The intention of the report was to bring revenue and expenditure into closer line in Holyrood in order to encourage greater accountability. It also proposed devolving significant revenue and expenditure downwards to increase the powers and responsibilities of local government. In February 2012 the ‘Devo-plus Group’ was formed to promote these ideas, with membership drawn from former and current members of the Scottish Parliament representing the Conservative, Labour and Liberal Democrat parties.
The third form of devolution is ‘Devo-more’. ‘Devo-more’ and ‘Devo-plus’ are often considered as two ways of stating the same thing. They are not. ‘Devo-more’ seeks to devolve less and is more explicitly ‘pro-Union’ than ‘Devo-plus’. And it seeks to do its work via a different objective: strengthening the ‘social union’ in the UK, rather than the level of political and fiscal responsibility that is at the heart of ‘Devo-plus’.
The concept of a ‘social union’ was a core feature of the Calman Commission which reported on Scottish devolution in June 2009. It argued that, in addition to the economic union between Scotland and the rest of the UK, there was also a ‘social union’ embodying common social rights and responsibilities, expressed in particular in a common system of social security. Examples include the National Health Service, generally available to all on a ‘needs’ basis everywhere in the UK, along with benefits such as state pension and unemployment benefit paid at the same rate throughout the UK and funded by a centrally levied income tax and National Insurance.
An effective ‘social union’ encompasses elements of redistribution in which rich parts of the country make transfers to support poorer areas. It does not rule out devolution, but seeks to marry this to the resources needed to support it and to determine how needs are met. The case for it has most recently been made in a report published in March by the Institute for Public Policy Research entitled Devo More and Welfare.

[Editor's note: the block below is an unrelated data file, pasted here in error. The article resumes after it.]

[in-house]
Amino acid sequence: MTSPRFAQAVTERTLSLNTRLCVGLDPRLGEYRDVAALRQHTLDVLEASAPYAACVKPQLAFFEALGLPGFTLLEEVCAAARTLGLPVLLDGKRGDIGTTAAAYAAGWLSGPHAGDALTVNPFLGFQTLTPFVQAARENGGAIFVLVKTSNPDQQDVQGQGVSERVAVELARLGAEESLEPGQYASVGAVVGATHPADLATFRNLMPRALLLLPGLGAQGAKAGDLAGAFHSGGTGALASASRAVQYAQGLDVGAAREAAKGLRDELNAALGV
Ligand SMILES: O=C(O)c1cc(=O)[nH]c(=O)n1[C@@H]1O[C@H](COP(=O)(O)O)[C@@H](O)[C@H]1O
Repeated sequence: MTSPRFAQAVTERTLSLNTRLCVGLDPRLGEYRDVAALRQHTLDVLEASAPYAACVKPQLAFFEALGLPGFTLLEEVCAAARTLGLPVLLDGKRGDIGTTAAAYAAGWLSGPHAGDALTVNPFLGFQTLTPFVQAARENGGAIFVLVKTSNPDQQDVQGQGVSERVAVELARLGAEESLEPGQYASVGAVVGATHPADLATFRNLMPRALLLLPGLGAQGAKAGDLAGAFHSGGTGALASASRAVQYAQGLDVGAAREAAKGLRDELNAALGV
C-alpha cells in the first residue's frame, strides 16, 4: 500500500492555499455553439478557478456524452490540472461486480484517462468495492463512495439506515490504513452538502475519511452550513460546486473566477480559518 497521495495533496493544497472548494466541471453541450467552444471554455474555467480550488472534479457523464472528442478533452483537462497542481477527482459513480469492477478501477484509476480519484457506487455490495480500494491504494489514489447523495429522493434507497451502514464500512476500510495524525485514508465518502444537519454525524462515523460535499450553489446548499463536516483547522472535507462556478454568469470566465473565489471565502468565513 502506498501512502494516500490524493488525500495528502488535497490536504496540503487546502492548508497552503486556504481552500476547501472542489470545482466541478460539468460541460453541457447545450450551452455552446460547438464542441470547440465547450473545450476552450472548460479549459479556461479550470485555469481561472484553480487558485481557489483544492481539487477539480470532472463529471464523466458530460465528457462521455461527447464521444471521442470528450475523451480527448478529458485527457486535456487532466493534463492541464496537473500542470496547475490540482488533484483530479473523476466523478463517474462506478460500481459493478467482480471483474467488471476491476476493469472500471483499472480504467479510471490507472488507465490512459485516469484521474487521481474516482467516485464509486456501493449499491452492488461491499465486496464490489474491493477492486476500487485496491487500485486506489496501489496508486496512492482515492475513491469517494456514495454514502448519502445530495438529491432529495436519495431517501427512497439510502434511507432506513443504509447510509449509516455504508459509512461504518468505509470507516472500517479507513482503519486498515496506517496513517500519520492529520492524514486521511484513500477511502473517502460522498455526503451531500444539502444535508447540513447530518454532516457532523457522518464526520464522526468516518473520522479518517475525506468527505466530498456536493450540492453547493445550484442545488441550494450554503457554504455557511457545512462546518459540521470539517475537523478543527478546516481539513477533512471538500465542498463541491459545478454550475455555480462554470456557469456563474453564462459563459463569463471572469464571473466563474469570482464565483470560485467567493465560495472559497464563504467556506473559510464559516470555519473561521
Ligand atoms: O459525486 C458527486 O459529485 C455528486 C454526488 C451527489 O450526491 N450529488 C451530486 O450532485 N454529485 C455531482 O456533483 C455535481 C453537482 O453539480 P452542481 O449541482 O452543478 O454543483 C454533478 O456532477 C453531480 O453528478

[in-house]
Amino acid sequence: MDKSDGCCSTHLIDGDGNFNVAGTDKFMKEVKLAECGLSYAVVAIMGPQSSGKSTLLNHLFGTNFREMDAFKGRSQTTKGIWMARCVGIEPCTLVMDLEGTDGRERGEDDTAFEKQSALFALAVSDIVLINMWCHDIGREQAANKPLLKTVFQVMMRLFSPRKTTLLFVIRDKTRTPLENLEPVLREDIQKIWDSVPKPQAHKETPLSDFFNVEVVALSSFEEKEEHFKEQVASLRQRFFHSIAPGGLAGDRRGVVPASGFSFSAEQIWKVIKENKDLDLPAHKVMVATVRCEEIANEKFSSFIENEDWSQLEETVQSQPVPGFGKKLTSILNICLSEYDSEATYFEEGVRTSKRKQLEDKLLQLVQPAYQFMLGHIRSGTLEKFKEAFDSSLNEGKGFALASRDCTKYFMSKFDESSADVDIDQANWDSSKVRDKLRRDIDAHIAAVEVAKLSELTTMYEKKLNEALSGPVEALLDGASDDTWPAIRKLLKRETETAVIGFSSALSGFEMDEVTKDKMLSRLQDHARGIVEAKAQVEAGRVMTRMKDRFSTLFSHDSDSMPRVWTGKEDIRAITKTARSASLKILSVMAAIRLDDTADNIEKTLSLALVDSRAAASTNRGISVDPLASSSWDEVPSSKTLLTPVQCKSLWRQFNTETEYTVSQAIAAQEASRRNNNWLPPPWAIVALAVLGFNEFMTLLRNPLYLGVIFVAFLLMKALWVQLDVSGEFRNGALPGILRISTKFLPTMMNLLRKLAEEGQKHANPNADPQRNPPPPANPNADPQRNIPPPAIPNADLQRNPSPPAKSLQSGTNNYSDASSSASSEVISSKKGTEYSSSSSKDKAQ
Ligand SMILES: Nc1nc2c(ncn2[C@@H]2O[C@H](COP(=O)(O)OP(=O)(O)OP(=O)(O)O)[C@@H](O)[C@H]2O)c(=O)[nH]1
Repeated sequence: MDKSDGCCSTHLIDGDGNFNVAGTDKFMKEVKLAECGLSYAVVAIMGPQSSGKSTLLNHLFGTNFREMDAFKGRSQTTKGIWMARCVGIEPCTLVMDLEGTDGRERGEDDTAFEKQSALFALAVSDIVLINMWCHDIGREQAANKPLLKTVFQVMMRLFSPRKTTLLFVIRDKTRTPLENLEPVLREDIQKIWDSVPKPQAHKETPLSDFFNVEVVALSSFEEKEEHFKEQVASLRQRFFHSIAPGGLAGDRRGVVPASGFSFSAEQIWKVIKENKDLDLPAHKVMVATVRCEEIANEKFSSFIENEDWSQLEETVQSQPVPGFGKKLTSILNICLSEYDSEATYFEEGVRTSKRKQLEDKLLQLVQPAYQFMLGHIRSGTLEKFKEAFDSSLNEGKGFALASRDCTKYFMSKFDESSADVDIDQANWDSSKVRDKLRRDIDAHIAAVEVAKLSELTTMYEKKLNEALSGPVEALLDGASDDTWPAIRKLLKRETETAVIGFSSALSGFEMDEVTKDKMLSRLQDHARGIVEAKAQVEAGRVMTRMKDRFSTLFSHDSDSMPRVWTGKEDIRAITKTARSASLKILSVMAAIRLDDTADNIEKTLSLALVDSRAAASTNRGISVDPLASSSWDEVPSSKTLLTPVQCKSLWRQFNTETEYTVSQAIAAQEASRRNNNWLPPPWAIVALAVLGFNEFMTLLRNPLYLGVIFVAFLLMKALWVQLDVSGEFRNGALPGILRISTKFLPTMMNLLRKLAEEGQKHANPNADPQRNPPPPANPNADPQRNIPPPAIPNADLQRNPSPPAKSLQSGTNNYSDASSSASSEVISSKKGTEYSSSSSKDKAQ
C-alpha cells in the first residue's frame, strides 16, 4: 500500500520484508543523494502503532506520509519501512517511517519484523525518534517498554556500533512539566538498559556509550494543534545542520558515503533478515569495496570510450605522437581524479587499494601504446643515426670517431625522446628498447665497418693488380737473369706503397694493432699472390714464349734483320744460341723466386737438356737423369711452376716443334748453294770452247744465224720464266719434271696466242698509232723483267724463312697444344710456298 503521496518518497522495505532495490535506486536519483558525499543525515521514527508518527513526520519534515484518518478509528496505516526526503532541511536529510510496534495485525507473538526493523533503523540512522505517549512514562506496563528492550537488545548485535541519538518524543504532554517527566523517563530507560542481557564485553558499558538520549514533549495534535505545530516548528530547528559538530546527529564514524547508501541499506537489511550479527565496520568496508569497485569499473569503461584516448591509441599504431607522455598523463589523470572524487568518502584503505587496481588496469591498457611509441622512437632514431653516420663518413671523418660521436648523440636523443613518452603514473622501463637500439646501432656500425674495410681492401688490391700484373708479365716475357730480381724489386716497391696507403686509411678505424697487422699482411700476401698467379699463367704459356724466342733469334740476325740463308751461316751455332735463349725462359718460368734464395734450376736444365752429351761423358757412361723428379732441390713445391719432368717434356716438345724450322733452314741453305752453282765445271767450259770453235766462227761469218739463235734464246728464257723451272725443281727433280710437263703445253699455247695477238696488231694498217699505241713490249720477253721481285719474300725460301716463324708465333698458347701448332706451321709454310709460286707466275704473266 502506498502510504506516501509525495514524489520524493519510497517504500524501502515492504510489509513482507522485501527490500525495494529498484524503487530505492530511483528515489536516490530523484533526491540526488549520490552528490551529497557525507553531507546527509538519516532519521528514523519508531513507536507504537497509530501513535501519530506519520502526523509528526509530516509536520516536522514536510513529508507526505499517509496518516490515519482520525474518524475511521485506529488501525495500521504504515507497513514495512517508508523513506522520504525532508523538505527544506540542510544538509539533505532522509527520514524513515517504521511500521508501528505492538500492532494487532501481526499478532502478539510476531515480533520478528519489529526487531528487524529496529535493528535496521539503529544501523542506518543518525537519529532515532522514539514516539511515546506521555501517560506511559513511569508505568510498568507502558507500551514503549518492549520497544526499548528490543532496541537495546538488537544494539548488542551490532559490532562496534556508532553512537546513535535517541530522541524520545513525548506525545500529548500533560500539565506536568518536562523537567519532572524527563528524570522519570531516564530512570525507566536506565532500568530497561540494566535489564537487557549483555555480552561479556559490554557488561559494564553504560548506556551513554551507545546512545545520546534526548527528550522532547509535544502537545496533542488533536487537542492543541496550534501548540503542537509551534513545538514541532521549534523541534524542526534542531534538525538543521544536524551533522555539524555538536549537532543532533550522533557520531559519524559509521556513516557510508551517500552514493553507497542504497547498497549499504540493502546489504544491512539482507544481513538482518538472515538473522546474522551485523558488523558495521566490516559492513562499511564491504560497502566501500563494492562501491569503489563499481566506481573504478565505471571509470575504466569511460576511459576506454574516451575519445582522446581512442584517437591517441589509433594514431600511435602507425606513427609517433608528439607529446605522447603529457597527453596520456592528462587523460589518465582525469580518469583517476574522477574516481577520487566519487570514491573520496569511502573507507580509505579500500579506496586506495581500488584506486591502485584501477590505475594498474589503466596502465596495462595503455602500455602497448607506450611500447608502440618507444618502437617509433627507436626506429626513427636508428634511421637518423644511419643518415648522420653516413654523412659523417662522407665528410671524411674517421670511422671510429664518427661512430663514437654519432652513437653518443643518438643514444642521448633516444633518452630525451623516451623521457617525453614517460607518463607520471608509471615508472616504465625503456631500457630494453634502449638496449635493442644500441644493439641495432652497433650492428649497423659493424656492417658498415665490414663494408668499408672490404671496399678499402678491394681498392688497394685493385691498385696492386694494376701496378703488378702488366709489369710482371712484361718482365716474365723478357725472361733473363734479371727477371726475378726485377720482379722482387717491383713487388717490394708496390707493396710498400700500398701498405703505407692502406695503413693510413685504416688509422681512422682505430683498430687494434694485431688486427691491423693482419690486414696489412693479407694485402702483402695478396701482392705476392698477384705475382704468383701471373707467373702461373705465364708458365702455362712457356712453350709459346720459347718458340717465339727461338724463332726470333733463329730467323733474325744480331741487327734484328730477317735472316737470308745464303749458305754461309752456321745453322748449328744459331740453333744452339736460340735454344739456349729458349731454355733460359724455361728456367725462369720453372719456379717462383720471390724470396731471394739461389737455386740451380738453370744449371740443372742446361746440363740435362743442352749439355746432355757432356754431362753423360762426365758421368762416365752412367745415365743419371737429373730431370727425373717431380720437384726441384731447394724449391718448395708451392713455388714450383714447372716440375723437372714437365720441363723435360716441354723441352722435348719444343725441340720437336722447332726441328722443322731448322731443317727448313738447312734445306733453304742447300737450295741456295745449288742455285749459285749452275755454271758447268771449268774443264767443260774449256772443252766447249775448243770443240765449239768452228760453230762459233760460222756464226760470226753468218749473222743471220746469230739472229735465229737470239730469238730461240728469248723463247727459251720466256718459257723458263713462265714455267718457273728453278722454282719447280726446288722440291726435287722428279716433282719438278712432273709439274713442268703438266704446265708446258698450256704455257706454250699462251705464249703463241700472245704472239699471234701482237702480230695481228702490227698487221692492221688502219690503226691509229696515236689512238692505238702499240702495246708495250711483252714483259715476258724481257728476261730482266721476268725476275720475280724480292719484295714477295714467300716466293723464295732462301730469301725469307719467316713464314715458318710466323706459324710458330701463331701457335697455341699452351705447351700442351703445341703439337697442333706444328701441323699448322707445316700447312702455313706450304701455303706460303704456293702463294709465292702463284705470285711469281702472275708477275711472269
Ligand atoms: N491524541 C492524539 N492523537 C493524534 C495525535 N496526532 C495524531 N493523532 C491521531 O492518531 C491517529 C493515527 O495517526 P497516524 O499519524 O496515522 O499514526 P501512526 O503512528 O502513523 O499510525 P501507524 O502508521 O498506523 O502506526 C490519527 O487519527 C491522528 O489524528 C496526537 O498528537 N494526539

In essence, then, ‘Devo-more’ seeks to maintain the Union to even out inequality across all of the UK, while ‘Devo-plus’ seeks to maintain the Union to ensure greater fiscal and political accountability. The former is more attractive to the Labour Party, the latter more to the Conservative Party. It’s obvious that around these distinctions significant differences on devolution could well appear.
Lastly, and importantly, devolution is not federalism. Further devolution (excluding ‘Devo-max’) could occur, as has happened in Scotland up to now, without significant changes to the constitutional arrangements of the United Kingdom. Federalism, in whatever form, could not. It is therefore a much more radical proposal than devolution and in consequence much more difficult to agree. At the moment, given the disparity in size between England and the other component parts of the UK, it is even difficult to conceptualise what it might look like. Furthermore, to make it effective and legitimate, it would almost certainly require a constitutional convention, with all that entails, including the prospect of a written constitution. In short, it’s manifestly not the immediate fix to the problem that the ‘Better Together’ parties have promised.
The future is thus likely to be devolution. Not ‘Devo-max’, but some fudge of ‘Devo-more’ and ‘Devo-plus’ around which the major parties can converge, possibly even including the SNP. In that case they are all likely to call it ‘Devo-max’ and every party will claim that everyone has won!
So, it’s back to politics as usual. Or is it?
Articles and comments posted on this blog reflect the views of the author(s) and not the position of SPERI or the University of Sheffield.